The same also happened during the 2016 US Presidential elections where Hillary Clinton was forecasted to win over Donald Trump according to Nate Silver, the New York Times, the Princeton Election Consortium, and ABC News.

“But Trump vastly outperformed what everyone was anticipating from state and national polls, winning nearly all the tossup states plus a number of states predicted to favor Clinton,” Albert said in a presentation.

Albert said it is important for firms and other institutions to be transparent with their methods, including the identity of the survey’s financier.

It also requires the public to be critical—not skeptical—of the surveys and for politicians and their supporters to be open to survey results.

Forecasts of the outcome of elections, Albert said, may have more credence if conducted a month before the actual elections.

Institutions like the Social Weather Stations and Pulse Asia were able to approximate some of the results in the 2016 elections.

The media must develop skill sets to understand survey results and their limitations in order for them to better report on these studies.

“Surveys may not often offer explanations – on opinions and why opinions change – but we can conjecture and validate these with conversation,” Albert said.

Election conversations

The Philippine Media Monitoring Laboratory (PMM), a consortium of researchers in communication, political science and data science in the University of the Philippines, will be releasing three studies on the social media landscape for the 2022 Presidential polls. The studies, to be conducted through the Digital Public Pulse (DPP) project, will focus on how digital media is being used strategically by online users to influence election-related conversations.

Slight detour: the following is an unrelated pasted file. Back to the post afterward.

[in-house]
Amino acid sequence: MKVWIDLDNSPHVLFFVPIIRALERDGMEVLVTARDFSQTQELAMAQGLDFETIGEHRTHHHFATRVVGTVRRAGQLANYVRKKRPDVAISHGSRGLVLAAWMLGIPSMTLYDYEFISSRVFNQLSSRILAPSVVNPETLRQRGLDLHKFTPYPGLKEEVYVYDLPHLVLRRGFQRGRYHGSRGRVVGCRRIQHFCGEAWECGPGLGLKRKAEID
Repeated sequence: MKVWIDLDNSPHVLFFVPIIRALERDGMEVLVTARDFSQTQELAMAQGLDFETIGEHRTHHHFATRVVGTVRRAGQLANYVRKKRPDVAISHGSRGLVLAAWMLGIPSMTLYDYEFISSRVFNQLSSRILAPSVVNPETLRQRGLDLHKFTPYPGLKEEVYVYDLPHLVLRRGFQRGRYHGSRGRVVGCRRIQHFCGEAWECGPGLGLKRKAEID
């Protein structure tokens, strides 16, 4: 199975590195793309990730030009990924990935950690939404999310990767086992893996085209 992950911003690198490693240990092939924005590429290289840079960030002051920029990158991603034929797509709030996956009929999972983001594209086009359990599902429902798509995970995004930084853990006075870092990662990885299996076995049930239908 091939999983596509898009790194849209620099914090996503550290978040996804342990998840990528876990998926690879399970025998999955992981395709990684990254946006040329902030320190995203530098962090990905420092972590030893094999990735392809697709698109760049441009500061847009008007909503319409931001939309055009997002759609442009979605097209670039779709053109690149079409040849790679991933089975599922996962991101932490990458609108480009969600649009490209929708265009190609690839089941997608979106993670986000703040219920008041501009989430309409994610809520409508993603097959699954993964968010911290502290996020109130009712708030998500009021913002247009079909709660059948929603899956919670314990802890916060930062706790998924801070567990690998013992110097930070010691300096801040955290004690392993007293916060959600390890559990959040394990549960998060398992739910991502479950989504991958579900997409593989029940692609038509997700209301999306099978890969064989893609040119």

The studies will be based on public posts on Facebook, Twitter, and YouTube—considered the largest social media platforms in the Philippines.

“[The DPP will look at social media conversations] to identify what topics and issues are most talked about and most resonant in social media and which candidates, political leaders and parties, organizations, and individuals lead online discussions in the run-up to the elections,” the PMM said in a statement. Using big data, computation methods and critical analysis, the DPP project collects hundreds of thousands of public content in social media to generate its database.

The first study, to be released in December, will focus on the Elections and the Philippines digital public sphere. The study aims to map the actors, networks and social structures in the digital public sphere.

The second report, for release in March 2022, will be on election issues and online political structures in the Philippines. It aims to identify key election messages, issues and debates as well as characterize political culture across platforms. The last study will be released after the elections in July 2022, with focus on the digital public pulse in the 2022 Philippine General Elections.

The last report will contain the full-year analysis of online election networks, issues, and cultures in the 2022 elections.